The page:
Cornaceae - Dogwood Family
Flowering dogwood is a small deciduous tree (one that loses its leaves seasonally) that is native to North America. It is primarily found in the eastern United States, flourishing from Massachusetts to Michigan, as well as in parts of central Florida and eastern Texas.1 Its range extends into Canada and Mexico. This tree averages 15 ft tall with a canopy 15-20 ft across; its leaves are 3-6 inches long.2
Flowering dogwood is an understory tree; it grows beneath much taller trees and provides shade for other plants and animals. This tree is easily recognized by its short trunk covered by small plates of bark, and many spreading, 'opposite' branches with green leaves that turn bright red in the fall.3 Dogwood fruits are shiny red drupes (a fleshy fruit with a single seed) that primarily last from September-December and can grow up to 0.5 inches long. The fruits are eaten by many mammals and birds alike, including the northern cardinal, white-tailed deer, eastern cottontail rabbit, American robin, wild turkey, raccoon, and red fox.3 These animals consume and disperse the seeds.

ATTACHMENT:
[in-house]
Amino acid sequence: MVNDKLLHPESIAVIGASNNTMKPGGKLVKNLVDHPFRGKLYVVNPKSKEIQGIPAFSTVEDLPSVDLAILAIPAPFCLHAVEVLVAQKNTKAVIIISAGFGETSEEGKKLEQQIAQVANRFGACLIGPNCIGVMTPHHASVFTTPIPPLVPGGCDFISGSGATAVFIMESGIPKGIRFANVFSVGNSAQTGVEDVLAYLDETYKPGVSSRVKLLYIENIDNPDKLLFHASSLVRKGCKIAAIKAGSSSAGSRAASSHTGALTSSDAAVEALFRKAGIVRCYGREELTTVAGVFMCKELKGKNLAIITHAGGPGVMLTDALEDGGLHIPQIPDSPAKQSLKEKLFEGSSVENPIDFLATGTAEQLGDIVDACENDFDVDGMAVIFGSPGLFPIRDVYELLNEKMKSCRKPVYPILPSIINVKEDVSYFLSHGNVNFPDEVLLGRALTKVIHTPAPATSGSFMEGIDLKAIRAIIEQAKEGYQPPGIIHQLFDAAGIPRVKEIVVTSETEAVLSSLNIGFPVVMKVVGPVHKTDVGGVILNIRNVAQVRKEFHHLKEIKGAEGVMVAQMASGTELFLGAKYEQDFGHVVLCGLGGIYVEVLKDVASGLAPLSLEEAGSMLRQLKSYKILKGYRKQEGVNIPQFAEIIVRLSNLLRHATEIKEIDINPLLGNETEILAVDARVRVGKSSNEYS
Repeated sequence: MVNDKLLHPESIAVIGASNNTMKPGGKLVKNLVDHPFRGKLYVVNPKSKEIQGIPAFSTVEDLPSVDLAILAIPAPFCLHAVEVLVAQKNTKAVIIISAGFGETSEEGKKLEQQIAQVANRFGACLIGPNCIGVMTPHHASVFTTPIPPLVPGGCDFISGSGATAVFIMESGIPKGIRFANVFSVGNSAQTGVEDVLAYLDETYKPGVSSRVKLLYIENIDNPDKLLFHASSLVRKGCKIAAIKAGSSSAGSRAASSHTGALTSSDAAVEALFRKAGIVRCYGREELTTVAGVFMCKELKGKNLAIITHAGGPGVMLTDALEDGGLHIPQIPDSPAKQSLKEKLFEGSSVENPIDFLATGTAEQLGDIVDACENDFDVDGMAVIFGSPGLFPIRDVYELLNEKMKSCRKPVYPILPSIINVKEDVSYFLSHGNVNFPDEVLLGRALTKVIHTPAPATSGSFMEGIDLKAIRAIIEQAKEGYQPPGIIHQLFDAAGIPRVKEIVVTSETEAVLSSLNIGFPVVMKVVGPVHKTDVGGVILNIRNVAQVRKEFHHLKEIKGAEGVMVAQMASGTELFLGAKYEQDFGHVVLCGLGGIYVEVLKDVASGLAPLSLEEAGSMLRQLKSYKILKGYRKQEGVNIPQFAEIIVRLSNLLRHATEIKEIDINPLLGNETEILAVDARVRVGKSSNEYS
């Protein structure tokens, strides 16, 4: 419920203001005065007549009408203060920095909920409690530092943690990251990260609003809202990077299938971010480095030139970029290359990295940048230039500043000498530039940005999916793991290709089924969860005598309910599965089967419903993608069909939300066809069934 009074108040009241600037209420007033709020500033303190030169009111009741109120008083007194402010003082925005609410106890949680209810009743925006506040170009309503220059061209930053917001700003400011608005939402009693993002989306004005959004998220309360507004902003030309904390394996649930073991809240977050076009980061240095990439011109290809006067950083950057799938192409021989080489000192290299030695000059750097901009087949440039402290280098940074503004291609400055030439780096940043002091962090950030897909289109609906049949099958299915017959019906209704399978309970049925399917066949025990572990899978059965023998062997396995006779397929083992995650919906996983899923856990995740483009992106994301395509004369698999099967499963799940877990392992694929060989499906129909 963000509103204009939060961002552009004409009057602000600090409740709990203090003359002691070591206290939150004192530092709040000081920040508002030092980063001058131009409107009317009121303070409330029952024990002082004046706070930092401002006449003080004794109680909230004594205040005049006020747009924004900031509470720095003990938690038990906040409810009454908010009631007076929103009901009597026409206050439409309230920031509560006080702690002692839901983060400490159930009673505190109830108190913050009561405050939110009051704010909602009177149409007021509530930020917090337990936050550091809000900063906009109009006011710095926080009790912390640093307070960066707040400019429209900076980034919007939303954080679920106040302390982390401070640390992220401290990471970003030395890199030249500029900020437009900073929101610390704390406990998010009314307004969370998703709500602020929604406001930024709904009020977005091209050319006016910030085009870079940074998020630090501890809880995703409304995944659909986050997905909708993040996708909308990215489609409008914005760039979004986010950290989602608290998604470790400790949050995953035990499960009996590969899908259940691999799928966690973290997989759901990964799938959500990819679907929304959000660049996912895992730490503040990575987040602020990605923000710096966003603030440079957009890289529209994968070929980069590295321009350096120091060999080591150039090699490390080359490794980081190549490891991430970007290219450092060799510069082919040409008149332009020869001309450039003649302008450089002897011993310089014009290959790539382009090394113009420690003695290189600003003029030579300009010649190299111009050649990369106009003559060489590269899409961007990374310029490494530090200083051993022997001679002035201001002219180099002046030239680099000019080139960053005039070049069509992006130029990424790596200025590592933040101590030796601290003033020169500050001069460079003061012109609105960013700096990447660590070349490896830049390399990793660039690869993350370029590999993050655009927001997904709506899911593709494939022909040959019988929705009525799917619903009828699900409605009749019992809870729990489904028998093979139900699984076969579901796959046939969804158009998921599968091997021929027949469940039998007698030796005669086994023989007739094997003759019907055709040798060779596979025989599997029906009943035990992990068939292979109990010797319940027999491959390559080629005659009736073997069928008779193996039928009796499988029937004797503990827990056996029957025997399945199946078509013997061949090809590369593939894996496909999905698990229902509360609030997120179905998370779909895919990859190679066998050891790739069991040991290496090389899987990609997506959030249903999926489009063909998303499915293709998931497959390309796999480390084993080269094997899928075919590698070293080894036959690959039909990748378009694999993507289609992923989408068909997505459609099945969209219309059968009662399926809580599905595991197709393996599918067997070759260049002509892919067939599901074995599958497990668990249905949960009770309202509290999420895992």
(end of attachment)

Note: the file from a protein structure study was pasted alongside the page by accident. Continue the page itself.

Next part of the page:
This tree heavily depends upon bees, butterflies, and beetles for pollination.2 Besides providing food for animals, this tree has also been used to produce inks, dyes, golf club heads, and mallets. The ideal environment for dogwoods to thrive is one that is both moist and shady, and in soil that is both acidic and moist and far from intense, direct heat. Flowering dogwood should receive water weekly, and kept away from lawn mowers and other hazards that may damage its fragile bark.
References and Useful Websites:
1 Natural Resources Conservation Service - U. S. Department of Agriculture
3 Fairfax County Public Schools - Ecology Pages
This page was prepared by Caroline Mcnally, Biology 102, Fall 2011